Tissue preparation

Following the hemodynamic studies, the rats were mechanically ventilated via a tracheostomy and lung tissue was collected for quantitative real time-polymerase chain reaction (right upper lobe) and Western blot analysis (right middle lobe). Thereafter, the lung was perfused through a PA cannula with phosphate-buffered saline and fixed by 4% paraformaldehyde for immunohistochemistry or injected with barium/gelatin mixture for morphometric analysis [24]. The lung tissue was subsequently stained with elastica van Gieson staining for vascular morphometry as described previously [12, 24]. Right ventricular hypertrophy (RVH) was assessed using Fulton`s index (right ventricle [RV]/left ventricle [LV] plus septum [S]). Both the right and left ventricles were prepared for histological analysis by Masson's trichrome staining or elastica van Gieson staining.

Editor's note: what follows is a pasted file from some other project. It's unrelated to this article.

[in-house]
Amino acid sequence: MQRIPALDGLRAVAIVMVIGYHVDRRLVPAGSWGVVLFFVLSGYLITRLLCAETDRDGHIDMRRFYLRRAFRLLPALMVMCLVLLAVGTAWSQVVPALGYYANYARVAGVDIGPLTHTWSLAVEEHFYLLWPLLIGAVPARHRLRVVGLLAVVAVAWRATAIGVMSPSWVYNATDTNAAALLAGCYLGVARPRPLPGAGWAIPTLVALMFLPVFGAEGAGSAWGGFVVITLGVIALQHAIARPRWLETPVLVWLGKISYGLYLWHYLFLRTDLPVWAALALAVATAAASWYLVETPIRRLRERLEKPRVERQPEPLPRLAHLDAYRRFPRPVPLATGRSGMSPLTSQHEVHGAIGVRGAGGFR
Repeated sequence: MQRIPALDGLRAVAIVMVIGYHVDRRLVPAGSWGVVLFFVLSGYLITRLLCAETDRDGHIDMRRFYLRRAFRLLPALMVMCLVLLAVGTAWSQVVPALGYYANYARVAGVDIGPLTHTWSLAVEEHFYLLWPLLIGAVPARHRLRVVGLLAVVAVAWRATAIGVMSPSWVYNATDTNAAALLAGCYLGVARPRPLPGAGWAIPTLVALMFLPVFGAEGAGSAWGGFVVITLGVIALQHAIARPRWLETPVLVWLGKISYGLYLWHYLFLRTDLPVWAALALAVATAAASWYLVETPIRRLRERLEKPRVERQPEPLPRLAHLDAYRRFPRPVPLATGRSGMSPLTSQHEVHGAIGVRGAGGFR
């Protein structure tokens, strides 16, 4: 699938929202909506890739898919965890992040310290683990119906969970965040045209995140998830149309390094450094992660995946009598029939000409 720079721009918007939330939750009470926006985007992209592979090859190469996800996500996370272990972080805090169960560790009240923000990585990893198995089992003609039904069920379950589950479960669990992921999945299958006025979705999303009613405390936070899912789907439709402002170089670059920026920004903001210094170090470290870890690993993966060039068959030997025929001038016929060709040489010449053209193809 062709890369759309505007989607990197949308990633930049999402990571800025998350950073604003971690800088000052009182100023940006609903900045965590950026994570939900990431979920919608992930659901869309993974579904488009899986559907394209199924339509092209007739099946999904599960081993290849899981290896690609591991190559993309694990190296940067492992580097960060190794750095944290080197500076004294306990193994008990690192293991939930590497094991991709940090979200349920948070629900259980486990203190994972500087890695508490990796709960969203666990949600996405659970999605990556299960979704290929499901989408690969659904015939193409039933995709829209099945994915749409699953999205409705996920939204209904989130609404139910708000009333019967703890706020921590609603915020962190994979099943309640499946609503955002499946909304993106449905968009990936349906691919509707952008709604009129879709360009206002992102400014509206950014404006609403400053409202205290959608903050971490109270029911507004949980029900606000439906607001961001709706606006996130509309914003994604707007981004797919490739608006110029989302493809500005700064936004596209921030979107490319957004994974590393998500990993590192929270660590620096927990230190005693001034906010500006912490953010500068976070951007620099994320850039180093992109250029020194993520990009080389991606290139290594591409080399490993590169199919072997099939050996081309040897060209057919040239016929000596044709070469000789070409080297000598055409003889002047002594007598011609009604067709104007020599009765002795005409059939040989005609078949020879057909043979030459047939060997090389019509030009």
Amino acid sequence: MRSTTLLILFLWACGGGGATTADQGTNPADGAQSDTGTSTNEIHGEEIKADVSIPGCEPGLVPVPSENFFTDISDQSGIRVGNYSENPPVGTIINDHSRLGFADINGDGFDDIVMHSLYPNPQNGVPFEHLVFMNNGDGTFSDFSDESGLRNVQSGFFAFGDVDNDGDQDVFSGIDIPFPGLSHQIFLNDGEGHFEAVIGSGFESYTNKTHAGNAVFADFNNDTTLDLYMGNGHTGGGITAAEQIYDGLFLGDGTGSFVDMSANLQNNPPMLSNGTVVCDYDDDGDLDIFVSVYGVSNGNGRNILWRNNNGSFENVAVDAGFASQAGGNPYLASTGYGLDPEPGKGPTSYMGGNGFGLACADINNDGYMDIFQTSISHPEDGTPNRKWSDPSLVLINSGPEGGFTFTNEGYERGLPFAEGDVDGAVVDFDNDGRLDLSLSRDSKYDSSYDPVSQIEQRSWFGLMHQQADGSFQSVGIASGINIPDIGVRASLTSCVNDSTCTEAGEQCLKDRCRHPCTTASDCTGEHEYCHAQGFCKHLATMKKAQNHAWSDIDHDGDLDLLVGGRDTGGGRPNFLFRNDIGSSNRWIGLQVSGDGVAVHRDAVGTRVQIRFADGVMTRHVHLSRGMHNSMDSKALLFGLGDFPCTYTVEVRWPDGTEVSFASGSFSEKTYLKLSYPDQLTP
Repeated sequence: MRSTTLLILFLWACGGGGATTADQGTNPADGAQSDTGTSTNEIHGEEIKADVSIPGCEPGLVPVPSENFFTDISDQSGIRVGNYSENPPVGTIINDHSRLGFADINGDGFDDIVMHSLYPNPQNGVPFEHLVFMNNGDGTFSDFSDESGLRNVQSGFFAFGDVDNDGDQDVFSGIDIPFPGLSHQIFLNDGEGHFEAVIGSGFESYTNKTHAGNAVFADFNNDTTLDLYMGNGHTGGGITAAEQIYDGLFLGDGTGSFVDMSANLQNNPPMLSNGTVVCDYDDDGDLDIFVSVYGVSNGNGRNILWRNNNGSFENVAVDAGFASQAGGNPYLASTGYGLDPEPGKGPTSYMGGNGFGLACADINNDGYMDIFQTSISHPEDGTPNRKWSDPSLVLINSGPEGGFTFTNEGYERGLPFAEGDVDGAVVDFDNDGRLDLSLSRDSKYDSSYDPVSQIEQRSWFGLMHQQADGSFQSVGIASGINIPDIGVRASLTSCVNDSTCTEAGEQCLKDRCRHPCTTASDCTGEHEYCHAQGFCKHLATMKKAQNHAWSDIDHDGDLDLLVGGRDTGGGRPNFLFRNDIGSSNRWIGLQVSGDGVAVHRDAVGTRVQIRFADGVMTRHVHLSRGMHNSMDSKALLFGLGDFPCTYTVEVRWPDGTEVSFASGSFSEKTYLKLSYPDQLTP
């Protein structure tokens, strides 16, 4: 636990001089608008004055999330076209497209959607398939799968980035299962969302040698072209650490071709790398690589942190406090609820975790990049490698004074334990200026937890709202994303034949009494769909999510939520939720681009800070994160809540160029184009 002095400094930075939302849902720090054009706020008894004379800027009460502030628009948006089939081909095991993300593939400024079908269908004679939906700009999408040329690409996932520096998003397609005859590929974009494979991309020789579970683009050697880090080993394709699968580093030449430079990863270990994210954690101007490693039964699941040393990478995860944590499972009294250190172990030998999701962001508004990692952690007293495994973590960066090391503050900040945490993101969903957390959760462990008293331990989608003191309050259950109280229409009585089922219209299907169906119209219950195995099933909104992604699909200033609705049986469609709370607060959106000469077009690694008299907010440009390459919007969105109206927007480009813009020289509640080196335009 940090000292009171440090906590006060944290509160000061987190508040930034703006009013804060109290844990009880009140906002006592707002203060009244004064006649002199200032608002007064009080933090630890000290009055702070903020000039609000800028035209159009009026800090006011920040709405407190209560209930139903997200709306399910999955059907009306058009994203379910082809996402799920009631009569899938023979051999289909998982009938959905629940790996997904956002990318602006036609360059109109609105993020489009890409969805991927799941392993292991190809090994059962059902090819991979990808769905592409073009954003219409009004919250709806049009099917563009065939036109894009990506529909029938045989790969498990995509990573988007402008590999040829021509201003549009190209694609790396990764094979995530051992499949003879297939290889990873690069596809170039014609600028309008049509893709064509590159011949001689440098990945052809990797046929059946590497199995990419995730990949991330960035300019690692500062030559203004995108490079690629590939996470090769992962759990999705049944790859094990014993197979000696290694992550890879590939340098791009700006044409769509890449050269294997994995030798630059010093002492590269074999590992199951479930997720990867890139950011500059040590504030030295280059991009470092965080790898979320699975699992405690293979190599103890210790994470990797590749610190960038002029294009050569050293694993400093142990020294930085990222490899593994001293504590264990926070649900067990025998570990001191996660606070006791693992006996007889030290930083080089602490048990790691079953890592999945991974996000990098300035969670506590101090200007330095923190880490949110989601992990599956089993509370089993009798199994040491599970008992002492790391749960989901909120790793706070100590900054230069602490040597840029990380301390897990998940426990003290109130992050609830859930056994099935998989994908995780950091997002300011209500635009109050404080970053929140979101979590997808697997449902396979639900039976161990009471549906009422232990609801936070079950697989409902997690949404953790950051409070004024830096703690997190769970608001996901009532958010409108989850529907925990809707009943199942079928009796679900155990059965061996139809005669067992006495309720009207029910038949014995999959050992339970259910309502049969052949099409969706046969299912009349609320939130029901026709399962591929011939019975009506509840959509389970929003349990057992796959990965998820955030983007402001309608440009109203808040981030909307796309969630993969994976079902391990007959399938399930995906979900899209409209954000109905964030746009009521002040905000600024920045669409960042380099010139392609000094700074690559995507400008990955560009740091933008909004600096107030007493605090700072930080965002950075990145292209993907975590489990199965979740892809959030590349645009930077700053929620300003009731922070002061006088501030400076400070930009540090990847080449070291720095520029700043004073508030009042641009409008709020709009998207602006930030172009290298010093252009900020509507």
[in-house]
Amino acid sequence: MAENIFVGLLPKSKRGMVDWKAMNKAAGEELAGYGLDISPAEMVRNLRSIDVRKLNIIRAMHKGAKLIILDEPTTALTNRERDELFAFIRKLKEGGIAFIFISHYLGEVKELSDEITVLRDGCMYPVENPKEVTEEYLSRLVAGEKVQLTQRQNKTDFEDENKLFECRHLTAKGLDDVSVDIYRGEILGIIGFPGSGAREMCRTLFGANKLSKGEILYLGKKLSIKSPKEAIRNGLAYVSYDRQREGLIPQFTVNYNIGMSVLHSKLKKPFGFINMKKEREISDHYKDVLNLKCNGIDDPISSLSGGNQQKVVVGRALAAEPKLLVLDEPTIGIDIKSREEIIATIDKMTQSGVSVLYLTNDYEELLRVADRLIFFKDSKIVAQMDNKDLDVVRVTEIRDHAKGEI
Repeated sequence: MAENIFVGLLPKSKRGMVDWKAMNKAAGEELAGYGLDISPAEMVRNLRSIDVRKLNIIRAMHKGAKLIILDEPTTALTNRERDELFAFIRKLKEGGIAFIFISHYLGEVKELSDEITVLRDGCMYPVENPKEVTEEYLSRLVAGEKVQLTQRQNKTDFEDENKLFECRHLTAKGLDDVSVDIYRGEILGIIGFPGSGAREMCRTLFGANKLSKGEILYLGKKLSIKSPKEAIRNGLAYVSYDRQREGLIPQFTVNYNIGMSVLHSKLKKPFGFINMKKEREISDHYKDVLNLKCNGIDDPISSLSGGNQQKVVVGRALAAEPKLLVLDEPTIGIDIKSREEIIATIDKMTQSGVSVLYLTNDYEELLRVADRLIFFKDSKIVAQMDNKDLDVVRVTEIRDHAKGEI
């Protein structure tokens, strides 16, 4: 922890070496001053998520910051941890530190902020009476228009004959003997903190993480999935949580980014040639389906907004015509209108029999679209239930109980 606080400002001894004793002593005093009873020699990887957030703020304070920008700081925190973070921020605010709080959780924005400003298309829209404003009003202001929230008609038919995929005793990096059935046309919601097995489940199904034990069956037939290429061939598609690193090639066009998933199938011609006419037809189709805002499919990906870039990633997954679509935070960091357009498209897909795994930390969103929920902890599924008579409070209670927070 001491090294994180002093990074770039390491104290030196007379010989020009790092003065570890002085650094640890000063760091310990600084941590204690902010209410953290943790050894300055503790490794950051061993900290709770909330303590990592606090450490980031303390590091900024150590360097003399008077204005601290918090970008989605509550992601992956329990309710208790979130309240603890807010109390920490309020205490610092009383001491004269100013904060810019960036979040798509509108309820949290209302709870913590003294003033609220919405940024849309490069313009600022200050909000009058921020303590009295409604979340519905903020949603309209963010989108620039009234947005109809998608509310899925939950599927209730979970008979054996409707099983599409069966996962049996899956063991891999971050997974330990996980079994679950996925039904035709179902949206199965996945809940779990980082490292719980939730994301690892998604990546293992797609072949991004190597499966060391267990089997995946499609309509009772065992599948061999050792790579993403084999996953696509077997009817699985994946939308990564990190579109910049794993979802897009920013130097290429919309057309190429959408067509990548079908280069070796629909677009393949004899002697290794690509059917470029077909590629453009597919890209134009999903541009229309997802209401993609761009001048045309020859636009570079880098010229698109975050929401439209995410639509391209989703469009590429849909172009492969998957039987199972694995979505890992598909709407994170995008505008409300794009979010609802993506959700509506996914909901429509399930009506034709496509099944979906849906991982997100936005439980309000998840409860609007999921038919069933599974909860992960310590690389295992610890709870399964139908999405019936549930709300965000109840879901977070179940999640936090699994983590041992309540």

Pulmonary artery morphometric analysis

All the barium-filled PAs in each lung section were examined at × 400 using a light microscope (Olympus CX33, Tokyo, Japan), as previously described [24]. The PAs were categorized structurally as either muscularized described by the presence of muscle (complete medial coat, incomplete medial coat, up to 25% of muscle being present) or non-muscular (with no muscle present). The percentage of muscularized arteries in peripheral pulmonary arteries (% muscularization) with an external diameter between 15 and 50 μm was calculated. The medial wall thickness (distance between external and internal elastic laminae) was measured along the shortest curvature, and the percent medial wall thickness (%MWT) as previously described [12, 22] in vessels measuring 15–50 μm, 50–100 μm and 100–200 μm separately. The number of distal PA with an external diameter between 15 and 50 μm and alveoli were counted in randomly chosen 10 fields of microscopic images (× 100) and the ratio of the number of distal PA to 100 alveoli was calculated. The morphometric analyses were performed by two independent examiners, blinded to the rat genotype and treatment group.